Orange-tip can be found everywhere and can be one of the earlier species to emerge apart from the Peacock. It always proves a challenge to get a reasonable image but this time Iam pleased with this one. Painted Lady is one of our migrant species and some years can see good numbers especially around coastal areas. One or two do filter inland and we are usualy lucky to get a few sightings in our wood.
This Pearl bordered Fritillary was photographed at a site in North Wales they seem to frequent open sunny clearings along rides and tracks in woodland aswell as bracken covered scrubby hillside. A wonderfull coloured jewel and always a pleasure to photograph.
The one every one wants the majestic Purple Emperor a large elusive woodland butterfly which spends most of their lives high up in the tree canopies. Myself and Trace visited Fermyn Woods in Northamptonshire one of their favourite locations to photograph this stunning insect. The trick is to get both wings purple oh well just have to go back again.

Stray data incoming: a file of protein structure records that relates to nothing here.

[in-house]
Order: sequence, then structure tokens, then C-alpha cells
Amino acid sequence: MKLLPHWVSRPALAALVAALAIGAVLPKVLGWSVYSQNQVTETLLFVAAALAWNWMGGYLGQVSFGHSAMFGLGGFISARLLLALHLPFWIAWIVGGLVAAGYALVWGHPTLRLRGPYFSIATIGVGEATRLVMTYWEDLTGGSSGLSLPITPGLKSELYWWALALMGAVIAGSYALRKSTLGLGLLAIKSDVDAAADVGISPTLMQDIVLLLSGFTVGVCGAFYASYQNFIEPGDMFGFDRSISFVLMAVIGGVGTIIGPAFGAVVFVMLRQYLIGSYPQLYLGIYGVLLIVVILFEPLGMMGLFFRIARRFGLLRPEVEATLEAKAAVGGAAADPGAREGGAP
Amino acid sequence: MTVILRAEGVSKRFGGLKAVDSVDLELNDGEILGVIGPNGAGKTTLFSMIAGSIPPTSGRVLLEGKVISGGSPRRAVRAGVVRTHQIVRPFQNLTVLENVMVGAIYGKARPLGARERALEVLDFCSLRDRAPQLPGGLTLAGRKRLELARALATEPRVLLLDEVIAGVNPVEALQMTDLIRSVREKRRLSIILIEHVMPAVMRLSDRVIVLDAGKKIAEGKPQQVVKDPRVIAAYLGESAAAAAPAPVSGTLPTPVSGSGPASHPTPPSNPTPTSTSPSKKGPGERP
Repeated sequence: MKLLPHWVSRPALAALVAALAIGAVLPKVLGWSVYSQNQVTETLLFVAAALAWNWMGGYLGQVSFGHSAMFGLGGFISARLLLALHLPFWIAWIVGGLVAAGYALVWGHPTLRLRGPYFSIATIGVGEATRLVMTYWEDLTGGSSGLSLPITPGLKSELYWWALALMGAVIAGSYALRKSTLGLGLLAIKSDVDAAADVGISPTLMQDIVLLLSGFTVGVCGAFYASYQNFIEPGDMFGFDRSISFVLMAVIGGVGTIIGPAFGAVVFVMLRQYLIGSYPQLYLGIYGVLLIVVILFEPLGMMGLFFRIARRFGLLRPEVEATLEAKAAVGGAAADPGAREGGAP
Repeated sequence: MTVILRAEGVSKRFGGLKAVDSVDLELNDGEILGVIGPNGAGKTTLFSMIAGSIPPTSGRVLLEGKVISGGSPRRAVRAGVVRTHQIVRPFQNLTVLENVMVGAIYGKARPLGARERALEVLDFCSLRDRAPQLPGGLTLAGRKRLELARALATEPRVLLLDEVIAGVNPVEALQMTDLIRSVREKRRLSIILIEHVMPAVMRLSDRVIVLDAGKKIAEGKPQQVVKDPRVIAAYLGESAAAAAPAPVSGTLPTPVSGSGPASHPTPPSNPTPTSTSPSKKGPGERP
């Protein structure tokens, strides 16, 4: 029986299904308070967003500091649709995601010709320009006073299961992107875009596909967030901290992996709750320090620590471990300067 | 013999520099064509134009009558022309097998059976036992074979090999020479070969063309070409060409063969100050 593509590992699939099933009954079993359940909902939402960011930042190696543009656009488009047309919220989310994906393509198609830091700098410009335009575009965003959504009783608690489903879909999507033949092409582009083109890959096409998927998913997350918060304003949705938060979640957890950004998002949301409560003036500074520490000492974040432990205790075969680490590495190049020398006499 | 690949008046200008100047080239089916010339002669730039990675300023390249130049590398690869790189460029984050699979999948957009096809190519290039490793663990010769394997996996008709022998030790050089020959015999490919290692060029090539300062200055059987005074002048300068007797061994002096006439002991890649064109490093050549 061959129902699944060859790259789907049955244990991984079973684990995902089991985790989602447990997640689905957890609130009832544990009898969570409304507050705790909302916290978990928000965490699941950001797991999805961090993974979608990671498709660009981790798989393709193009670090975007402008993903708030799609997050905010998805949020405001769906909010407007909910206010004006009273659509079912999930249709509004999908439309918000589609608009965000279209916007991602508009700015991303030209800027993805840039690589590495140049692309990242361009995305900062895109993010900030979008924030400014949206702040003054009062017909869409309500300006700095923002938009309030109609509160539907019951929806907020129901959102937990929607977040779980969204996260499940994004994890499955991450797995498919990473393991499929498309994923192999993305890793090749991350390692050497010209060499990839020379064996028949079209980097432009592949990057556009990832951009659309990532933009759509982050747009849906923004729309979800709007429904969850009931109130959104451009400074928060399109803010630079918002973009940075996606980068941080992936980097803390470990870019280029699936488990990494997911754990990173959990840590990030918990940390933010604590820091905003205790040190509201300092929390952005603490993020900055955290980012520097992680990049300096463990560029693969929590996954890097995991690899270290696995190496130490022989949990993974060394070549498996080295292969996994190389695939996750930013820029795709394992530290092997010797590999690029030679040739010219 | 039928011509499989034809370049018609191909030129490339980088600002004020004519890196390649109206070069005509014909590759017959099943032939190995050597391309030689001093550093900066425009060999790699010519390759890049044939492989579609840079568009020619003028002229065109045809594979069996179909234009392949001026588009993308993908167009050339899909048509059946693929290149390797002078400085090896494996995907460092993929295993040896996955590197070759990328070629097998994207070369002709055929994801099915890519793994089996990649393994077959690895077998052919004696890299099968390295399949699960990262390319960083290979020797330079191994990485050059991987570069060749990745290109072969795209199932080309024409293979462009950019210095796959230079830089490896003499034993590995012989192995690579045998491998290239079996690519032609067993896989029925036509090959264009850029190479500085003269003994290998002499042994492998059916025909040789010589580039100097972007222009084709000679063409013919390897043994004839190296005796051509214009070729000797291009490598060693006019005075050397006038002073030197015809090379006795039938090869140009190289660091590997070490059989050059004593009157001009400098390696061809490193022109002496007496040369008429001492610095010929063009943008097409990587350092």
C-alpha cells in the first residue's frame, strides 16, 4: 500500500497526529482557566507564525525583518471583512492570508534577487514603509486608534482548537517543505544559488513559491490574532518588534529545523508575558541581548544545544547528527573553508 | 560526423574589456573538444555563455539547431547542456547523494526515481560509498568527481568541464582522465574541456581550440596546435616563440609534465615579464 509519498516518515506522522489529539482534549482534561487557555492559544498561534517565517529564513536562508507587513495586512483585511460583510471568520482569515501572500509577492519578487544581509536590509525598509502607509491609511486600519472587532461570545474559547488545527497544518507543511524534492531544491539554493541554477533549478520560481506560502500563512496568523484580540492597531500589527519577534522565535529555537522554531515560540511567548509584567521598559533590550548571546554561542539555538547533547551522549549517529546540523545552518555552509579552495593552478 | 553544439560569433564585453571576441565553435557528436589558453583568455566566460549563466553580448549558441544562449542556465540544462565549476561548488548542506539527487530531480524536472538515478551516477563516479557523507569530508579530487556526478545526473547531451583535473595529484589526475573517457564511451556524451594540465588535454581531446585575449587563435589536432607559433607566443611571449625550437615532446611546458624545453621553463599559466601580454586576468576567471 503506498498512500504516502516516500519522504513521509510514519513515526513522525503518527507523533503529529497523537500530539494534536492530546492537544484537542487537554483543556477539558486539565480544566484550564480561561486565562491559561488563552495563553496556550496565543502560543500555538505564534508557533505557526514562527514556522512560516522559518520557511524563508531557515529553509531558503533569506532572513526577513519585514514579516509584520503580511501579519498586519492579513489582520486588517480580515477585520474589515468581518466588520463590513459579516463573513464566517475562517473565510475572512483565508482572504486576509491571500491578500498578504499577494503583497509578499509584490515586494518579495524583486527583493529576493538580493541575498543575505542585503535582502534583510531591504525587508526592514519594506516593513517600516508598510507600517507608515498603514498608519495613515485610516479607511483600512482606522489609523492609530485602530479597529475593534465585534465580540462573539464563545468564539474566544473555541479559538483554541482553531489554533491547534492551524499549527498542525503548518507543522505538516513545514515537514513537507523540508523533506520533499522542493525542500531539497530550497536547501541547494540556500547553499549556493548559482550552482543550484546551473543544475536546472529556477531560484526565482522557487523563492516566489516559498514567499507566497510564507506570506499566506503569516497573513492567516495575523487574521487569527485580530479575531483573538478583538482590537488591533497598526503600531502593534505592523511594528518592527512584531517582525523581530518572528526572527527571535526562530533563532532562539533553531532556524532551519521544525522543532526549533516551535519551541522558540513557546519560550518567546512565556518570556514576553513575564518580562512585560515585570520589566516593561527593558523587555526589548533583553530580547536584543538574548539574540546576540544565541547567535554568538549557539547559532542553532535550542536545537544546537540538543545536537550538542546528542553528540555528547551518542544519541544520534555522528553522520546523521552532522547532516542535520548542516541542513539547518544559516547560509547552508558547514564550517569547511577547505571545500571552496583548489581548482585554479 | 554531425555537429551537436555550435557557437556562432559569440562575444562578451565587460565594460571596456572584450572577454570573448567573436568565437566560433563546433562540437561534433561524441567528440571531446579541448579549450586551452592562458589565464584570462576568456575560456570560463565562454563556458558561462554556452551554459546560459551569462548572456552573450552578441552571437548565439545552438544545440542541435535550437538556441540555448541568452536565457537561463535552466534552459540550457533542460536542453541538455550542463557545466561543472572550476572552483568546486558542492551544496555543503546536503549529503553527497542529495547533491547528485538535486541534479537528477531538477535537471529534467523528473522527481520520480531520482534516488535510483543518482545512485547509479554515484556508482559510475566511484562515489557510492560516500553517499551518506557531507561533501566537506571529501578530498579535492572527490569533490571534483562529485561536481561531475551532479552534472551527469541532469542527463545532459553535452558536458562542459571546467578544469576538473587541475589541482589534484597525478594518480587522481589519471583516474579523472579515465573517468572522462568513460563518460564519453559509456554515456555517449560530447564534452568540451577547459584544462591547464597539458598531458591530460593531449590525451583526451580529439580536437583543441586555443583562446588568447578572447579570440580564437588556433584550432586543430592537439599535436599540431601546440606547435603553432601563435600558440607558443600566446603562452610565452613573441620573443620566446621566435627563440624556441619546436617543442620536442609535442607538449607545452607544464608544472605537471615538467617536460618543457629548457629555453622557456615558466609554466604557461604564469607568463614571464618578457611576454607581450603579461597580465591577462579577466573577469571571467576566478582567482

Possibly our most well known butterfly the Red Admiral wonderfull blacks on orange with slashes of white. Simlpy a joy to watch and even more satisfying if you can get a reasonable image in the right light.
Ringlets not one of our most colourful butterflies but freshly emerged individuals have a very beautiful dark appearance fringed in white with gold rimmed , black eyes with white centres on the underside of their wings.
Scotch Argus a lovely orange-marked brown butterfly which only occurs in northern England and in Scotland. It can only be found at two sites in England so we visited Arnside Knott to find and photograph this rare species.